Daughters of Decadence ~ The Muse’s Tragedy by Edith Wharton

417iYjlX9pLToday Virago reissues a short story collection called Daughters of Decadence, edited by Elaine Showalter. This is a collection of twenty Fin de Siecle stories by Women Writers, and includes such luminaries as Kate Chopin, Charlotte Perkins Gilman and Olive Schreiner. The lovely people at Virago got in touch and asked if I wanted to get involved by taking a look at one particular story, The Muse’s Tragedy by Edith Wharton.

Lewis Danyers is a young writer who has written a well-received essay on Vincent Rendle, a famous poet. Danyers becomes preoccupied with the woman who inspired much of Rendle’s poetry, the muse of the title, a lady called Mrs Anerton. Through a connection with a mutual friend, he manages to make contact with Mrs Anerton, and spends some time with her, during which time she encourages him to write a book on the poet.

It is only in the third chapter of the story that the reader learns the truth, through a letter that Mrs Anerton sends to Danyers to explain why, despite their emerging feelings for one another, and despite his marriage proposal, she cannot marry him. Her explanation is the reason this story is called The Muses’s Tragedy; her tragedy is that the artist she inspired to greatness never actually loved her.

This is an interesting look at the relationship between artist and muse, something I’ve been thinking about recently ever since I went to YALC at the weekend and heard an author ruminating on that very subject. What is like to be a muse; someone who inspires greatness in someone else, but is rarely recognised as great themselves? Something that may seem a great compliment at first must surely develop into something much more complex. Mrs Anerton tells Danyers that the “intellectual sympathy between us was almost complete”; she is Rendle’s muse because he admires her intellect, not because he is in love with her beauty, but this isn’t enough for her; and she later finds herself jealous of a woman he falls for, and follows to Europe where he “thought out adjectives for her hair.”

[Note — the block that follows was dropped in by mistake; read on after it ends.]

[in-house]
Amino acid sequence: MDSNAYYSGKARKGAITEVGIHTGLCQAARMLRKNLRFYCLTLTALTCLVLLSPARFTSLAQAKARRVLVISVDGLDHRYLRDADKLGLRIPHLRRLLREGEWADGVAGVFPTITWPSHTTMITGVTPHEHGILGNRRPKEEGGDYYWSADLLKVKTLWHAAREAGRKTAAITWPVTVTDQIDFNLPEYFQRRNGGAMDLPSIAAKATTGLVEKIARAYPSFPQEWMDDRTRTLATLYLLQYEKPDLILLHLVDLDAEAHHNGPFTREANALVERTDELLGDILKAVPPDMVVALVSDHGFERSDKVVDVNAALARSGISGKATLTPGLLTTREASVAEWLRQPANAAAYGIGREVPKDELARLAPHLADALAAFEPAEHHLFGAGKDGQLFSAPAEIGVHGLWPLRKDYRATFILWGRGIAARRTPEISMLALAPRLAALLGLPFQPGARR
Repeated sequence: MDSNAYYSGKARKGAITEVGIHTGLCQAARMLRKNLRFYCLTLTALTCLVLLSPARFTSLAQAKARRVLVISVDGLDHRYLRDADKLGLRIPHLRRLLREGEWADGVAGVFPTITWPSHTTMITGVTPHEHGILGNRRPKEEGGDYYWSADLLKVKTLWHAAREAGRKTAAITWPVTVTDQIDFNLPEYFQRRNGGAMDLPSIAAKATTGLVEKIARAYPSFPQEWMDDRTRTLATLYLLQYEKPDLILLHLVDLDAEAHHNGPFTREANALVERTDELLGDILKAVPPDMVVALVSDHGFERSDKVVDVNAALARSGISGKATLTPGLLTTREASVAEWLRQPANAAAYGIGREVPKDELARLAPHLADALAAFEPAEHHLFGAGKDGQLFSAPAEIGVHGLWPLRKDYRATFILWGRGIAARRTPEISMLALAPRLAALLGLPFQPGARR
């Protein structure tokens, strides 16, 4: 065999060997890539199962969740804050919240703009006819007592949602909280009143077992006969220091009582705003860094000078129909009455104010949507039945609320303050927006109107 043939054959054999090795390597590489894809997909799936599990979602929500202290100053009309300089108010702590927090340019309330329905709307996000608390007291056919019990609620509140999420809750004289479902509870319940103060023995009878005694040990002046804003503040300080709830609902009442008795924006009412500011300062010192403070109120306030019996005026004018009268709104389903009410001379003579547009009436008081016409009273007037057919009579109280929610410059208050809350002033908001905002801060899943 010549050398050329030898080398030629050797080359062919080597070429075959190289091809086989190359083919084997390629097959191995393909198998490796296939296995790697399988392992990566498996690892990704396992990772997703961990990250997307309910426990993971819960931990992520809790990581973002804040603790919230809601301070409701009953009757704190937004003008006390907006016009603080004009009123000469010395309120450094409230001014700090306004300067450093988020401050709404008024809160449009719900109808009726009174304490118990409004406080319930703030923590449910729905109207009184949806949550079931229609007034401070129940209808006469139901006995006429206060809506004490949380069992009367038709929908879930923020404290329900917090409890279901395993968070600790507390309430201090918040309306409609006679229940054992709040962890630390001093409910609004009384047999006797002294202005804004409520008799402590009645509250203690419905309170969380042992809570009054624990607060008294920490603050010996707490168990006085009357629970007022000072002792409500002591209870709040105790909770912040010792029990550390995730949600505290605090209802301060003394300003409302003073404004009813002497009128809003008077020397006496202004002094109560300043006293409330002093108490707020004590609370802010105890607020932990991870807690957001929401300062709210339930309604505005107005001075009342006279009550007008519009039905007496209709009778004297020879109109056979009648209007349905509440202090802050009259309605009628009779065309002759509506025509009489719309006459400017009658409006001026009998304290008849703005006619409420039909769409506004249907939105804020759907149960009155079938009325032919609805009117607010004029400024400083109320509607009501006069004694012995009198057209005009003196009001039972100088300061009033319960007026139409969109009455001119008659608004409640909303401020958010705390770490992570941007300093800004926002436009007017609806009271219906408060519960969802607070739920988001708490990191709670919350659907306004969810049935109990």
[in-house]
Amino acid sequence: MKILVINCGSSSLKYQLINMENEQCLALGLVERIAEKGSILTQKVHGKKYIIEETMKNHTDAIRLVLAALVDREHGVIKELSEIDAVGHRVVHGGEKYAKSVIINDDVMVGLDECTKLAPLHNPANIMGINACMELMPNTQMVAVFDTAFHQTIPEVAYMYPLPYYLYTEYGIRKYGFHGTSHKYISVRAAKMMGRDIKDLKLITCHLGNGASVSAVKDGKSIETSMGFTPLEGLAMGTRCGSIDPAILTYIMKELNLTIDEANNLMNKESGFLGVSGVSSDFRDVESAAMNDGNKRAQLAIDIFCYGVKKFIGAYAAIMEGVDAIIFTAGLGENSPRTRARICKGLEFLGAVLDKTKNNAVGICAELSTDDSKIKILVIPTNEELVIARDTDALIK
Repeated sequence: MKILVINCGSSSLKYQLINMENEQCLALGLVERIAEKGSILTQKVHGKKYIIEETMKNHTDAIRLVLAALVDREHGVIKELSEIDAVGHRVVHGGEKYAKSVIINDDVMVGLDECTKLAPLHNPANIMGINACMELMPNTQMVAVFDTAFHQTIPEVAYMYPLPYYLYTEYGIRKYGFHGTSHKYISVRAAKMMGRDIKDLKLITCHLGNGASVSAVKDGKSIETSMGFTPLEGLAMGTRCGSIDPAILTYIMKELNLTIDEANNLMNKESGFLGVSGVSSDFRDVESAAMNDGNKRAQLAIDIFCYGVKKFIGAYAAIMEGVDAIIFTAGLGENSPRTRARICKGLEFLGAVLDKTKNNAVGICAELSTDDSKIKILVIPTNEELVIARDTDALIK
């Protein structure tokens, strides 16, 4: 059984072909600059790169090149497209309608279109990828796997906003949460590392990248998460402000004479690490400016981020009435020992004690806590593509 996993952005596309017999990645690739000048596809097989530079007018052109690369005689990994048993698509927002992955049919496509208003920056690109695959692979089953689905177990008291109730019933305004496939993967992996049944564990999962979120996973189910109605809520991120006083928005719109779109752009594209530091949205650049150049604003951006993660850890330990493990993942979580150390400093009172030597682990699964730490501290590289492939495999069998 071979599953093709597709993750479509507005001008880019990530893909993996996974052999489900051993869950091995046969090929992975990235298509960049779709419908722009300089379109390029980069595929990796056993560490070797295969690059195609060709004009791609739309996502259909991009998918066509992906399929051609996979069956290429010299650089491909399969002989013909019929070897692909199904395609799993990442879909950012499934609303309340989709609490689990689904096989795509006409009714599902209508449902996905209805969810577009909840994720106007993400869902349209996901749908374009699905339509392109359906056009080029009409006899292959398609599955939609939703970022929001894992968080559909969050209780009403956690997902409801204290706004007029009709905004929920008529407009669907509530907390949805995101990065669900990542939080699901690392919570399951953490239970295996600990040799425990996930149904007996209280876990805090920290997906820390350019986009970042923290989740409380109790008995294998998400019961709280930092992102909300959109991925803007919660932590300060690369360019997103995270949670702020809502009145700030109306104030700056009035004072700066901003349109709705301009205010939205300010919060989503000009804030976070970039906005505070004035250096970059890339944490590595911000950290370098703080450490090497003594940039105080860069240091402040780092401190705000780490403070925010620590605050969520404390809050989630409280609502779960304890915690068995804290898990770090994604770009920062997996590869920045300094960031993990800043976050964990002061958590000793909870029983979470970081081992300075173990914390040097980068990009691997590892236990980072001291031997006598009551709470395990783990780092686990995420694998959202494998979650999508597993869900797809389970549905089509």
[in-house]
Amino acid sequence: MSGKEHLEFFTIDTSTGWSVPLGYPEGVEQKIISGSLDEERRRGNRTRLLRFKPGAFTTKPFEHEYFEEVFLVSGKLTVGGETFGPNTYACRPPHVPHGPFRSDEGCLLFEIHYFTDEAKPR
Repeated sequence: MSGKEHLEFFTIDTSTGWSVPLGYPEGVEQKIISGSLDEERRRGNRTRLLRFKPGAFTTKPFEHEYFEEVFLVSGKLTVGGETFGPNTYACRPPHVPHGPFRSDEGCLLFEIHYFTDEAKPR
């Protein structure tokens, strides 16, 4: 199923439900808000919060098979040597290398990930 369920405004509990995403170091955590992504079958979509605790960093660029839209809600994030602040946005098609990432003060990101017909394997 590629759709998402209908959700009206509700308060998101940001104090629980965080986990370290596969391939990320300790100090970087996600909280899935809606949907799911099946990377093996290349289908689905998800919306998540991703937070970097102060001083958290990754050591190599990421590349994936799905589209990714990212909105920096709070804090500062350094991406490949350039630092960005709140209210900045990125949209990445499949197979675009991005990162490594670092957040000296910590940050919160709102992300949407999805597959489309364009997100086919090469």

Edith Wharton’s writing is never a disappointment; I have barely made a dent in her prolific output as an author, and reading The Muse’s Tragedy just has me wanting to read more!

Daughters of Decadence edited by Elaine Showalter
Reissued: 4th August2016
Review copy provided by publisher

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  • Reply Kerri

    I enjoy short story collections, I have a few sitting on my kindle to read (I think of them like short books), I love them for reading whilst I’m travelling, I like feeling like I am getting through more of a book that if it was a “full length” novel.

    August 5, 2016 at 11:04 am
    • Reply Jane

      Yeah, I’m planning on making my way through the whole collection. I like short story collections too – they feel more achievable than a full book sometimes!

      August 5, 2016 at 1:07 pm

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